Does your board have and enforce term limits for directors? Is adhering to term limits viewed as an opportunity to refresh, reexamine and strengthen the board with new talent? Or is it something that can be extended if there “just aren’t qualified or interested candidates” available or willing to serve?
More than half (64%) of boards limit the number of consecutive terms a director may serve, and the median maximum number of terms is three, according to the Governance Institute’s 2021 Biennial Survey of Hospitals and Healthcare Systems. The report also shows that the median term length remains three years, or four years for government-sponsored hospitals.
In PricewaterhouseCoopers' September 2021 report, Taking Board Governance from Good to Great: Now Is the Time to Act, Tim Ryan, U.S. chairman and senior partner, recommends boards, “Embrace shorter board tenures. Set an expectation that at least some directors will leave after five or seven years. This can encourage fresh thinking about renewing boards.” The report also cites an observation from executive search firm Spencer Stuart that “the pace of change and development today is so fast that perspectives can become stale.”
Tracking and Expanding Trustee Competencies
Many boards view term limits as an opportunity to attract a broader range of candidates with skills in evolving areas. These include technology, cybersecurity, population health, mergers and affiliations, change management and social media. In addition, individuals are sought who will broaden the board’s diversity and better reflect community demographics, gender, ethnicity, socioeconomic status and other valued characteristics.
Every board should have an annually updated trustee competency matrix that identifies the skills and capabilities of each board member. Updates should include board member characteristics, as well as new capability categories reflecting changes in the industry, new trends and other elements that impact hospital performance. Boards should use the competency matrix to identify potential skill gaps among its members and as screening criteria to recruit new candidates.
Perspectives on Term Limits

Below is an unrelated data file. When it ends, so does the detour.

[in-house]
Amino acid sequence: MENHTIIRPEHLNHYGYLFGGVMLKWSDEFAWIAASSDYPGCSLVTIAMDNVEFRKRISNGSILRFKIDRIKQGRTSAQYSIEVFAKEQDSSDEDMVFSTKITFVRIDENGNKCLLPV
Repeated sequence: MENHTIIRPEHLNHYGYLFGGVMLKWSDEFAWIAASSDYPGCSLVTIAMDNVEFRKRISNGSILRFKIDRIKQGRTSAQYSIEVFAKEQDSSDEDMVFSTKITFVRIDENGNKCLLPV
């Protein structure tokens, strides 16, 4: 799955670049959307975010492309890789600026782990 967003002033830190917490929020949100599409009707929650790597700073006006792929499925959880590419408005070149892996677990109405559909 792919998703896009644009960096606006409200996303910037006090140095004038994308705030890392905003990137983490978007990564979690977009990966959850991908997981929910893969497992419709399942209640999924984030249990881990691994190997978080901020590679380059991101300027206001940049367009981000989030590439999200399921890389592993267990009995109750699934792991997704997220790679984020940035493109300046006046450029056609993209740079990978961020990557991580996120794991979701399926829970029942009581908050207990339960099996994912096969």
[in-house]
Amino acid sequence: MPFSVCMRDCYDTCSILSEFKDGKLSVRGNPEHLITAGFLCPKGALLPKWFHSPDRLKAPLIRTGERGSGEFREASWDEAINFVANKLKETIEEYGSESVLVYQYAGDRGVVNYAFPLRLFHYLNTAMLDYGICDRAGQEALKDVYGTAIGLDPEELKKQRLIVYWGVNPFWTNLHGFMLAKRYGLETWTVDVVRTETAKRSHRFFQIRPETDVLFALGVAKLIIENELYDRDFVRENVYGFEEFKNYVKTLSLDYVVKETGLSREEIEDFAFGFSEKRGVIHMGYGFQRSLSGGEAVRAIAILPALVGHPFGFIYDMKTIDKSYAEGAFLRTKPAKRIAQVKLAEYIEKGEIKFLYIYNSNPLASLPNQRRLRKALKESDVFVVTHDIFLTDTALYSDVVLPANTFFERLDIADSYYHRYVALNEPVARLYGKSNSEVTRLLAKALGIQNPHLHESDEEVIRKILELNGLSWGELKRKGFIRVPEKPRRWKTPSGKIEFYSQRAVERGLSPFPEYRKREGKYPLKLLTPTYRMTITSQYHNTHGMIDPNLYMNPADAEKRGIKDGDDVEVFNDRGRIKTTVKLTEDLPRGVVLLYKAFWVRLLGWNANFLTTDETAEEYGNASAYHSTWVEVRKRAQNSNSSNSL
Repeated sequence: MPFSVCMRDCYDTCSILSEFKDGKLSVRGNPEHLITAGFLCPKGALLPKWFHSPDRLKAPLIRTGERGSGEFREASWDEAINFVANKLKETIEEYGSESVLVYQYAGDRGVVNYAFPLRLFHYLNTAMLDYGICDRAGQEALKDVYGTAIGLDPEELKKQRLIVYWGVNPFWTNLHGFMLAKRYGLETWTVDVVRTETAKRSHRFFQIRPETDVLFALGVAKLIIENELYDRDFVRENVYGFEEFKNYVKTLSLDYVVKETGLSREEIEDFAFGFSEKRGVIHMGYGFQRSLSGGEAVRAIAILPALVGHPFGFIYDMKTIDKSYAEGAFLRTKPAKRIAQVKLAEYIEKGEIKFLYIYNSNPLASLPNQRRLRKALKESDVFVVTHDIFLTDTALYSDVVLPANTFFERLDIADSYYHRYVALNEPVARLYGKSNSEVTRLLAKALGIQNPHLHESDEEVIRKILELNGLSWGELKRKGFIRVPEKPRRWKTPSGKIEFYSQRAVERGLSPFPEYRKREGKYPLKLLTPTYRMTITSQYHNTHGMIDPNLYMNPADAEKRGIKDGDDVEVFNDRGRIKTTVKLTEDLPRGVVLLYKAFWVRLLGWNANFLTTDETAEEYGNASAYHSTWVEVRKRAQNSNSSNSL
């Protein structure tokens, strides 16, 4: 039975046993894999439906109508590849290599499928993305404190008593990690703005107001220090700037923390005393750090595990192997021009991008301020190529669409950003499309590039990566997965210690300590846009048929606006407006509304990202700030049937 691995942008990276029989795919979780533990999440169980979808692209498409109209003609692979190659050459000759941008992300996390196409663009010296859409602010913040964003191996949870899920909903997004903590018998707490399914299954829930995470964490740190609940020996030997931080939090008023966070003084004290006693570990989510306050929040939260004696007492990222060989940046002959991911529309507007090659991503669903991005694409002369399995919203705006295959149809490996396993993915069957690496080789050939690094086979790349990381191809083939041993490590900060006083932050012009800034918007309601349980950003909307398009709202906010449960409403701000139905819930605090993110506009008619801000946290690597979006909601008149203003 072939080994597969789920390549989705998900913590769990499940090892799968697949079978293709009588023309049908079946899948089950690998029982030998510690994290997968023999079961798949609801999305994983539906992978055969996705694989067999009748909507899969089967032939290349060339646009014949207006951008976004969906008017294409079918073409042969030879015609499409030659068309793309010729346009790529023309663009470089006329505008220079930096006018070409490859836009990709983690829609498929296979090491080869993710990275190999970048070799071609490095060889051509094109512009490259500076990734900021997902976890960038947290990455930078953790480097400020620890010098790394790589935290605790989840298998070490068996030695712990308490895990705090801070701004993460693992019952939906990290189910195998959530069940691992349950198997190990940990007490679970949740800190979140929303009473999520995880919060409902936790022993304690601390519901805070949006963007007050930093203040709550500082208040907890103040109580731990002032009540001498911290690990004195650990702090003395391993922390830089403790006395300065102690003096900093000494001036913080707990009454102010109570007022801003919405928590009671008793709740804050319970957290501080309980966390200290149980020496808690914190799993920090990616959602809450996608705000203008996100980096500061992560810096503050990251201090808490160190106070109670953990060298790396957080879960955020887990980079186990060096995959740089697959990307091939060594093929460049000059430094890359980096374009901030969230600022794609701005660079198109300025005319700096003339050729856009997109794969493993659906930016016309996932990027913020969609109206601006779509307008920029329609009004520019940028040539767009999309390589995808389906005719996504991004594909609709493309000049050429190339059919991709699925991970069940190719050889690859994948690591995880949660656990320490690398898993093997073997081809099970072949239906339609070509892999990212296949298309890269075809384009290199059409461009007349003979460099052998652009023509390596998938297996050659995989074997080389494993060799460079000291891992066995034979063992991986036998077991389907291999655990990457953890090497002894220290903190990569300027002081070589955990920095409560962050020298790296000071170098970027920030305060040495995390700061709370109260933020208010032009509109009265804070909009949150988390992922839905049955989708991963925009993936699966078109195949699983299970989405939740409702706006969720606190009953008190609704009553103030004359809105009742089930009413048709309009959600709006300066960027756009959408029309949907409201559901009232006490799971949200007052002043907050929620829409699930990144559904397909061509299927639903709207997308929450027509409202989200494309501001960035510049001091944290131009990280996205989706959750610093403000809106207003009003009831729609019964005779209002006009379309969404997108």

Four board chairs who represent hospitals and health systems of different sizes and geographic locations weighed in on the ideal length of board term limits. Although three out of four agreed that term limits should be set and enforced, three acknowledged that challenges with board recruitment in rural areas may warrant some flexibility.
Having and enforcing term limits is an essential element to maintaining a robust, engaged board, according to Steven T. Valentine, board chair of two Los Angeles-area hospitals, CommonSpirit Northridge Hospital Medical Center and Orthopaedic Institute for Children, an alliance with UCLA Health. “We always want to maintain continuity with our boards, and this is especially important if there is turnover in senior management,” he says. “We have staggered terms and anticipate and plan for turnover in our trustees. We need new ideas and skills that fill specific evolving needs and want to avoid getting in a rut, which may happen if someone is on the board too long.”
Nevertheless, Valentine acknowledges that it’s sometimes difficult to see trustees leave at the end of their tenure, especially because of the investment of time, energy and money to keep them educated and informed about the complex healthcare field. When orienting a new trustee, Valentine ensures they are clear about expectations regarding attendance, participation and the number of meetings required, and he stresses that trustees must be prepared to actively contribute.